The Industrial Internet of Things (IIoT) takes time. Unlike a light switch, the IIoT has no toggle button to turn it on and off. Each company has its own needs and requirements to optimize a business model or perhaps even create a new one. Some companies build IIoT systems and strategies and then leverage the success of those implementations to go further. Such is the case at MacLean-Fogg, a Mundelein, Illinois-based manufacturer founded in 1925.
“Through 2014, we had controls engineers and automated processes,” explained Chris Misztur, software architect and IIoT evangelist, MacLean-Fogg Component Solutions, who presented at the 2016 Smart Industry conference in Chicago about the progress of MacLean-Fogg’s IIoT journey. MacLean-Fogg Component Solutions makes fastener components and engineered plastics. The company has evaluated and implemented various IIoT technologies that have made a major difference in its decision-making.
Misztur and co-worker Scott Masker, business systems engineer, discussed how an ongoing enterprise-resourceplanning (ERP) implementation across 40 divisions drove the need for better business practices and insights into the shop floor.
Lean improvement relies on data
“We do lean training in-house for all of our 3,000-plus employees,” explained Misztur. “In 2015, IT got involved in IIoT because a lot of legacy hardware needed to be replaced. As I was doing lean-professional-training homework, I couldn’t find any of the data. And, when I could, it was just noise and didn’t make sense. So we started giving operations more and more data to look at. And finally in 2016 business units started to see the advantages of the data.”
MacLean-Fogg, like other organizations employing continuous-improvement strategies, would often hold weeklong meetings, but then nothing would get done. Misztur and Masker saw the opportunity for IIoT to change that.
“At the company level, we set objectives,” said Misztur. “First, we had to eliminate noise. Symptoms are not problems. We had to capture the data closest to the process, remove human intervention and be sure to capture only the data that was needed—no more and no less.”
MacLean-Fogg decided not to go with an off-the-shelf IIoT platform. “The data center contains ERP, integration and messaging, so the analysis is separate,” explained Misztur. “There was a concern for latency and security. We had to build strong vendor relationships, and we had to support existing data collection initiatives.”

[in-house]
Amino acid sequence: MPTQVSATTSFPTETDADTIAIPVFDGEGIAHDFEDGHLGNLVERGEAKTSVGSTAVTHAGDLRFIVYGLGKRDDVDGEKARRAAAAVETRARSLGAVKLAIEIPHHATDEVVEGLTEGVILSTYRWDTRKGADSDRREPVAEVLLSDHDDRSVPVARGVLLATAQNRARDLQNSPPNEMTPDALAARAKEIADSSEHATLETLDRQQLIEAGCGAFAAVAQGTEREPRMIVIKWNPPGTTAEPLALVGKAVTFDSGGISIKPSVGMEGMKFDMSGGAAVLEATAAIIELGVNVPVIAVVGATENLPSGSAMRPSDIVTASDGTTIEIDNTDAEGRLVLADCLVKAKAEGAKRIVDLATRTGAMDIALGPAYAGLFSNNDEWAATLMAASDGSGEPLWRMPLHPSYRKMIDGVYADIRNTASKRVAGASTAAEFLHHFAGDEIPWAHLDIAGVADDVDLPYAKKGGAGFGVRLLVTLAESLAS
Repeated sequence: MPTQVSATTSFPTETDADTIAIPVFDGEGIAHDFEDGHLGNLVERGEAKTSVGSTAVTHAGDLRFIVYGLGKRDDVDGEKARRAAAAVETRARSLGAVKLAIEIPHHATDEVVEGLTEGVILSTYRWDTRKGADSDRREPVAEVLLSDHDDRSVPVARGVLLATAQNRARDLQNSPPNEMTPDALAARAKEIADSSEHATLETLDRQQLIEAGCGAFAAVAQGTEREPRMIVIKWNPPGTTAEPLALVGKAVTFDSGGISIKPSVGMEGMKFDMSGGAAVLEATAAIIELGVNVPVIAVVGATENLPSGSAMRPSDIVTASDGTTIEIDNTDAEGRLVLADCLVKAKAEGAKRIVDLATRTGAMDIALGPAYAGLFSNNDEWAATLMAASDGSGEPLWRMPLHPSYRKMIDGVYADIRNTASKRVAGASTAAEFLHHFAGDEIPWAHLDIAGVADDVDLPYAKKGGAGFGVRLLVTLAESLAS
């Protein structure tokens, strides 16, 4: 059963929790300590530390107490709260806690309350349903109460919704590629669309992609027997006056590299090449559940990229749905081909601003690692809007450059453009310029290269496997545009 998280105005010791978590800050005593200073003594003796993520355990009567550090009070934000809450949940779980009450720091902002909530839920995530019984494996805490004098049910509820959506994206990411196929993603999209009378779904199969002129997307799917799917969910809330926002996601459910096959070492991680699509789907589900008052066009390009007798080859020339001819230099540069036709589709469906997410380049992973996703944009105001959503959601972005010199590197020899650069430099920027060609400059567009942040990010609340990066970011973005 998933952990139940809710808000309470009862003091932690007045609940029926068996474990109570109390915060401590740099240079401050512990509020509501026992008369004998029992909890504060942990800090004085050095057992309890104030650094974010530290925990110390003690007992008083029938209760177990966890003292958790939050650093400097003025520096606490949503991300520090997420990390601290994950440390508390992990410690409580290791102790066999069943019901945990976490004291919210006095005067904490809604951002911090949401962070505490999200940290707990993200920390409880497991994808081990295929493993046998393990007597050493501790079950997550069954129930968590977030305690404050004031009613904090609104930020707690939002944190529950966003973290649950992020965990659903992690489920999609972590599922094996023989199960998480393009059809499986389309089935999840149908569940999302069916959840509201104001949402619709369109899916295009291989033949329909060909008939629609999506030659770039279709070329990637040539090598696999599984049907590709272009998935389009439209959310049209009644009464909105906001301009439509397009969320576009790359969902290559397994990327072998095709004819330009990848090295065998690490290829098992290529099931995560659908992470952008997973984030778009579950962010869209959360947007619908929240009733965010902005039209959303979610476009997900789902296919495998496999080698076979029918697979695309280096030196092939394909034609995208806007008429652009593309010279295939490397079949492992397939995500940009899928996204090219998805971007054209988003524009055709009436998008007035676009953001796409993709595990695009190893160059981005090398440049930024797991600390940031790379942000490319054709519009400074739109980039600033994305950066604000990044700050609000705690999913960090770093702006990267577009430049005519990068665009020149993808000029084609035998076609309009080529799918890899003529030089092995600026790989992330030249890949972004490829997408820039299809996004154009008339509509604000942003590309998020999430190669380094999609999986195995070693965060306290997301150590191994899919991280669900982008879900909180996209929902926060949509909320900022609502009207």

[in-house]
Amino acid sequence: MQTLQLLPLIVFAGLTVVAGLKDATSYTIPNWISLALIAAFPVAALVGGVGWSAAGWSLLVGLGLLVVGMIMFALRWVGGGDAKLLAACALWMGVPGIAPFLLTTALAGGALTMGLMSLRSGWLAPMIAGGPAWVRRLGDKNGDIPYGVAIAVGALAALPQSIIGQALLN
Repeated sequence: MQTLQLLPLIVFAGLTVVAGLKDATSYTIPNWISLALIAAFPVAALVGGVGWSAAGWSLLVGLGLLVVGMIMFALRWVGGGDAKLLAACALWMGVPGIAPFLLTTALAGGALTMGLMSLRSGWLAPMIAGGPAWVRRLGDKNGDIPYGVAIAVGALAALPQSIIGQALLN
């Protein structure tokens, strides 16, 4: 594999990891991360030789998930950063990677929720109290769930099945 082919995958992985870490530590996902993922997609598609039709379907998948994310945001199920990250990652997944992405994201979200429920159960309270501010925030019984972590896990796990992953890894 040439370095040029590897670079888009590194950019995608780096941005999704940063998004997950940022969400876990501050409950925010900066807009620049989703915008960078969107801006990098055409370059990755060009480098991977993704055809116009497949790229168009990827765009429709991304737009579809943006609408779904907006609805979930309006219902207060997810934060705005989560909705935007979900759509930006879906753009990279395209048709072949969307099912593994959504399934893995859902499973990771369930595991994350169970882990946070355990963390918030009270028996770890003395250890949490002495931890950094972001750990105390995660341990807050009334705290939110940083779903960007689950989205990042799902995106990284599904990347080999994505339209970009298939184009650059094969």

The solution was to push standardization across the organization and develop employee partnerships through an approach called 5C. “By connecting, collecting, combining, computing and conveying data, we turn it into information, which then becomes knowledge,” said Misztur.
On the data side, MacLean-Fogg employs solutions from a multitude of vendor partners. With so many diverse implementations, MacLean-Fogg has seen many hits and overcome a few misses. Some of the first-year big hits were in sorting/packaging, torque testing and fact-finding, while a counting application missed and needed adjustment.
For sorting and packaging, MacLean-Fogg uses RFSmart software, which sends data to the Kepware Proxy and stores it in the database. “As the boxes come down the line, a sensor throws information to the proxy server,” explained Masker. “There’s centralized data collection for the entire department. Everything’s automatic, and operation is autonomous. The box triggers the label printing, but the user has the ability to intervene, if needed.” There’s also remote machine status, not to mention performance indicators. “The dashboard is a monitoring tool for the entire department,” said Masker. “The dashboard was the first time the manufacturing group came to us and requested something. Now that the business has seen the value in it, it’s starting to gain steam.”
Much of MacLean-Fogg’s documentation of what’s worked also can be found here, where interested parties can also download and contribute to the now open source solution.